We left Katapola the following morning content and happy that we had stopped for a few days and enjoyed this lovely island.

The Island of Patmos – 22nd to 25th May 2017

The Island of Patmos – 22nd to 25th May 2017

011 - 2017 - Patmos - 00As I sat enjoying a freshly squeezed orange juice looking out on the picture perfect bay of Katapola (Island of Amorgos), I had time to savour our time on the previous island, Patmos. Originally it was not on our “to visit list”, being described as a “tourist destination”, with twice weekly hoards of Nikon wielding pensioners disembarking (or being wheeled) from their cruise ships (Tuesdays and Saturdays being the days to avoid). However, 28 knots of wind and 2 metres of swell on the nose, had dictated a change in plan, Patmos was now the most sensible destination to hide from the weather.011 - 2017 - Patmos - 03The Island is 25 km long with a permanent population of about 3,000 which is larger than most islands this size and as with most of the Aegean islands, tourism seems to be their main occupation. The impressive Monastery of St John is the major attraction, perched high on the mountain dominating the skyline above Skala (the main port and largest town on Patmos) and a magnet for cruise liners and ferries from neighbouring islands. The Island is obviously affluent and as such well maintained with the buildings all well painted, streets kept clean and beaches well manicured.

We moored on the town quay in Skala for two days which is not the prettiest of locations, but there is plenty of activity, good people watching from the back of the boat and it is only a very short walk to the picturesque main square with its surrounding shops and restaurants. Directly behind us was the inevitable cafe where we enjoyed a morning orange juice and caught up with our emails.011 - 2017 - Patmos - 09Day 2 ( Tuesday 23rd May) we were up bright and early for a run, there was a perfect’ish route around the bay with “only” one steep hill which Mark insisted we run up to see if it was worth carrying on over the other side, which it wasn’t … mad … I hate hills. So having completed 4k and with a feeling of accomplishment, we set off to explore the island in our noddy size hire car which cost the princely sum of 25 euros for the day.

The first stop was the Monastery of St John, arriving mid-morning as we had been warned a cruise ship was due in and the serenity of the place would be disturbed by the loud clumping of walking sticks. The monastery is circled by traditional Aegean style blue and white painted square topped houses in a labyrinth of narrow streets, originally built in medieval times to protect the monastery from attack.011 - 2017 - Patmos - 05The monastery is a world heritage site housing its own museum, which holds religious artefacts dating back to the 6th century; however the majority were a mere 4-500 years old and in amazing condition. Climbing to the top of the monastery walls you are presented with a breathtaking view over Patmos and the surrounding Islands. 011 - 2017 - Patmos - 04The road layout on the island is simple with two “main” roads, one going north and one going south. Driving north past Meloi, we arrived in Agriolivado, a large bay protected by a small Island, Agia Thekla. It was perfect, a long sandy beach, a discrete bar and restaurant (essential for our daily 5pm card game) and only a handful of people enjoying it all, just what we like.  To add to its charm, the beach attendant, a character straight out of Treasure Island had obviously been shipwrecked here many years ago (without a razor), was raking up the pebbles from the seabed several metres from the shore, what dedication or madness!!011 - 2017 - Patmos - 10We stopped for a long leisurely lunch, enjoying the tranquillity of Agriolivado before finishing our exploration of the island, arriving back at the boat mid-afternoon ready for a well earned siesta.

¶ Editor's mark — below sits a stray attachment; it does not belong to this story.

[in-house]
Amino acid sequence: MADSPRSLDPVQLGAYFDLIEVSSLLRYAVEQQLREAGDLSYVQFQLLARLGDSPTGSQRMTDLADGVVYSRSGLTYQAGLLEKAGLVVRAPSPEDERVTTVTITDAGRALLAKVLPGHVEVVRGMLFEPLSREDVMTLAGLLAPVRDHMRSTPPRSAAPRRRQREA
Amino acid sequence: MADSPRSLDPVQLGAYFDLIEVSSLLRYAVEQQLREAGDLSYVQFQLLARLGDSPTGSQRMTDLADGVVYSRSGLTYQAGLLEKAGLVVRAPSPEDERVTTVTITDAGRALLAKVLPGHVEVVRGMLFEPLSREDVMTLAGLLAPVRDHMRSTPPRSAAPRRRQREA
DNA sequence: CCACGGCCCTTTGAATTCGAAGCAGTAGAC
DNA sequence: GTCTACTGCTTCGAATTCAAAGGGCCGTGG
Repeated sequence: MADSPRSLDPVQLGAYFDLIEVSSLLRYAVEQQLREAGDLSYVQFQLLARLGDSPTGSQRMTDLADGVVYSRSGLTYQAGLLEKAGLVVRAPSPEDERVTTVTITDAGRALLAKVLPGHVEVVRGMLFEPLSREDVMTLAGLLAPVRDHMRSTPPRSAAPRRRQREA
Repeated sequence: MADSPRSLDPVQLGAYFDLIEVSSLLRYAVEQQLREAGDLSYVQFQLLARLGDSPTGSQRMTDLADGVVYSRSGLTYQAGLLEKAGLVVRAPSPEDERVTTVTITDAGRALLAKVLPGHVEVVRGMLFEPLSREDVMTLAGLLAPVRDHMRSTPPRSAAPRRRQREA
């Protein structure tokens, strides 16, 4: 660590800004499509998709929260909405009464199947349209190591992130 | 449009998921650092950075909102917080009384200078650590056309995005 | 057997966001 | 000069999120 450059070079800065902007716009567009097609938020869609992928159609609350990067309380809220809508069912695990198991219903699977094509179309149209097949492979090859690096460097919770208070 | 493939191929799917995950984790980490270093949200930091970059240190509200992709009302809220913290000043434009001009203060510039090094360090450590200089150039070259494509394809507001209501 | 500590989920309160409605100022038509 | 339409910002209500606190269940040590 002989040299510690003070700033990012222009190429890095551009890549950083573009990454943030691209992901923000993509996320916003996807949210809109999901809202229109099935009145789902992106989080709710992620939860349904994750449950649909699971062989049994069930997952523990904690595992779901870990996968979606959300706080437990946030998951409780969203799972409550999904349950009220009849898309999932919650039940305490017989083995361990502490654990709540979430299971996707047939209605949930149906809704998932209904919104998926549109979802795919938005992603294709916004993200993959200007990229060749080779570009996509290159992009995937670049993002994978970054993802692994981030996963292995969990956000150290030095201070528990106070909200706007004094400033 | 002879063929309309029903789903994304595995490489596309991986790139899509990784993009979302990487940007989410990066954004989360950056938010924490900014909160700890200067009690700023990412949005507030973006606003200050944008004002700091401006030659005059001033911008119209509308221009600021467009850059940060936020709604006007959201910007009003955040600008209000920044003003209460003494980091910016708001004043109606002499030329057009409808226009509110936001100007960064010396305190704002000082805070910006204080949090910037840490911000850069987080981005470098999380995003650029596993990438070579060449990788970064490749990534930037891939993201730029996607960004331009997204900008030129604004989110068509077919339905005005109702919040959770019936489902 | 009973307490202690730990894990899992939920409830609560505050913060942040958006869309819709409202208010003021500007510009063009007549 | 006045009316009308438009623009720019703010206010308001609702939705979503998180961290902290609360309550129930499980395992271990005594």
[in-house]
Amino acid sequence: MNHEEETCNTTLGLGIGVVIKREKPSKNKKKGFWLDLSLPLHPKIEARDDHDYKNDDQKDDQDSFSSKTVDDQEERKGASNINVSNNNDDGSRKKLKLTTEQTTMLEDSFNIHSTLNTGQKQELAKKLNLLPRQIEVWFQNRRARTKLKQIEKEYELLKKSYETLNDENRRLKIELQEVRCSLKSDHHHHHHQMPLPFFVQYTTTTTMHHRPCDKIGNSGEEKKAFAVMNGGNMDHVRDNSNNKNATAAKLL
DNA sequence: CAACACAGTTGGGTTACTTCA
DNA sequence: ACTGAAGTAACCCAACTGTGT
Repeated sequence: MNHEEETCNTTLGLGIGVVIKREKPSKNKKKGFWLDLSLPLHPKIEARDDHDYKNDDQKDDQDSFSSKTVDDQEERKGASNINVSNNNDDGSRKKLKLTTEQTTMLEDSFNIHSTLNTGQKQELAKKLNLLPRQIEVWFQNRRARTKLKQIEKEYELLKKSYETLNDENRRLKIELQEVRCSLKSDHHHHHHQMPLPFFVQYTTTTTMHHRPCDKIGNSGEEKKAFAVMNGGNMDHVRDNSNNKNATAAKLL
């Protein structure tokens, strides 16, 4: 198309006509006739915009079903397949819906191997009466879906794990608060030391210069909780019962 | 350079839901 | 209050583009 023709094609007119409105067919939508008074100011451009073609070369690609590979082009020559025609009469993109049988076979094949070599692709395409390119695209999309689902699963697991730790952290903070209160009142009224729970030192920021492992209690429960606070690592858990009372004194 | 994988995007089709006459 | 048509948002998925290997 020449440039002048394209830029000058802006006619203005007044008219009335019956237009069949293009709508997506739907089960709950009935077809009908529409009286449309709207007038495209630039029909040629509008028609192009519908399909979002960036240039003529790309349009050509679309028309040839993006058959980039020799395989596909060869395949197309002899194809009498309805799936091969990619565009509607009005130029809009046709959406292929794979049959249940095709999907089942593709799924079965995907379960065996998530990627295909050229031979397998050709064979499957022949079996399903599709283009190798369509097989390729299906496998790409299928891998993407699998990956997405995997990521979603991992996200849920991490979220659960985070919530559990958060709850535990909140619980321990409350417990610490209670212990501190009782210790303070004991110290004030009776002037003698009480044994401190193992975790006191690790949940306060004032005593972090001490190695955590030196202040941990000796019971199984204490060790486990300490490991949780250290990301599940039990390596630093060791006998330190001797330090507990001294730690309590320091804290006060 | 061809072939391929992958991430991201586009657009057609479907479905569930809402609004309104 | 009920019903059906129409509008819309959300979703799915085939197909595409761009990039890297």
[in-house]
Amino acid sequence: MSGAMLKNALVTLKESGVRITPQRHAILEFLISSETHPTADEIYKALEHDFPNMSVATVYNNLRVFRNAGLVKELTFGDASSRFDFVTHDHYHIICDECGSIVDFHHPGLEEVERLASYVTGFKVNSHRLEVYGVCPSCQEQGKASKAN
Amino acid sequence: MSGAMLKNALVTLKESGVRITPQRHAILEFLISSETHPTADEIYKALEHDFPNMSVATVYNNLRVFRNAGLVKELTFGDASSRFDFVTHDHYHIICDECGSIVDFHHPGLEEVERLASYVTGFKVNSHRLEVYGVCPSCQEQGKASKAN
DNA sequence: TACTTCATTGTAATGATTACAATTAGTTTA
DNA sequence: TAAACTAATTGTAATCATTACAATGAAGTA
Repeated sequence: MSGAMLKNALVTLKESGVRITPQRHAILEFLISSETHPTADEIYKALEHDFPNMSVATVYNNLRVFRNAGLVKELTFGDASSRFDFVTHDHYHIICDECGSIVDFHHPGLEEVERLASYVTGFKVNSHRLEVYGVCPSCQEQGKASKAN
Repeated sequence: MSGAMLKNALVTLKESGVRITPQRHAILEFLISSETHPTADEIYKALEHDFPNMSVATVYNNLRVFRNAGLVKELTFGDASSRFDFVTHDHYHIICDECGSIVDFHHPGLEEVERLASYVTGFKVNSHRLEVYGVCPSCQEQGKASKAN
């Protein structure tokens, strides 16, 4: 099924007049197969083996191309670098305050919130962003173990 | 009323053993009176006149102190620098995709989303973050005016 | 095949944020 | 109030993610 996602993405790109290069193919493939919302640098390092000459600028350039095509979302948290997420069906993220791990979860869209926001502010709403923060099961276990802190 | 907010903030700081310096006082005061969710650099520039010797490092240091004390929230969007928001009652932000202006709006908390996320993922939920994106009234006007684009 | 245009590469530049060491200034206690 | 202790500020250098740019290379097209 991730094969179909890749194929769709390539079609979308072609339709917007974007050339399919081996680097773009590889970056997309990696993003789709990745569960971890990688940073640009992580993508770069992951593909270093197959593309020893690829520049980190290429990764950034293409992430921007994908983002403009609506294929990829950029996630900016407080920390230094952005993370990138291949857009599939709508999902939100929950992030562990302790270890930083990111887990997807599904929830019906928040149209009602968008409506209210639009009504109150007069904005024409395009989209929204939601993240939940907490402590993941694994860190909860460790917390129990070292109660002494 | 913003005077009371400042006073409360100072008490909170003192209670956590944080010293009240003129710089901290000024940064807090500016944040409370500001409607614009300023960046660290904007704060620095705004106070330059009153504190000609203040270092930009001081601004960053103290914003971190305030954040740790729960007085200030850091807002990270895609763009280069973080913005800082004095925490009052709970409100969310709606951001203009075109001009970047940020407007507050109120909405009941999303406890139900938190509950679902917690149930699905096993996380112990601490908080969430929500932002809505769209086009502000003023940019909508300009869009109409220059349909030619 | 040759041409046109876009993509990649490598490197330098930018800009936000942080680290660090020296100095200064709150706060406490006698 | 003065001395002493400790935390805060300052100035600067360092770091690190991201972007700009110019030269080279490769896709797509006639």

We could not wait to get to our bay, so on Wednesday, we motored the 3 miles round the coast and were delighted to find no other boats at anchor. We dropped the hook and set about relaxing. Mark went for his first dive with all his own equipment, including his shiny new 16 litre air tank – it did however seem a lot of hard work getting dressed and kitted out, but what do I know about boys and their toys. Mark enjoyed his dive even though there was very little fish life and it was a little chilly, so next time full wetsuit and gloves. Hudson was lifeguard sitting up front the whole time, watching Mark’s red dive ball move around the bay, saved me a job.011 - 2017 - Patmos - 13As usual we finished the evening off with a sunset beer and a game of cards in the bar on the beach, what a view and to be able to sit back and enjoy our first proper anchorage of the season. We both felt so relaxed. Patmos was worth the visit.011 - 2017 - Patmos - 17Supper on board was an excellent Spicy Paella, even if I do say so myself. The sea was flat calm, the night was cloudless and with very little light pollution, all the billions of stars came out to play. All was set for a peaceful nights sleep. Unfortunately it was so quiet that a dog insistently barking 5 miles away, just on the edge of hearing, kept Mark awake …. how annoying, so wide awake Mark came up with the bright idea of setting off at 2am for a night sail, 50 miles south-west to Katapola on the Island of Amorgos – not my idea so Hudson and I stayed in bed till 6am, missing the beautiful sunrise although Mark captured it for us.012 - 2017 - Amorgos - 01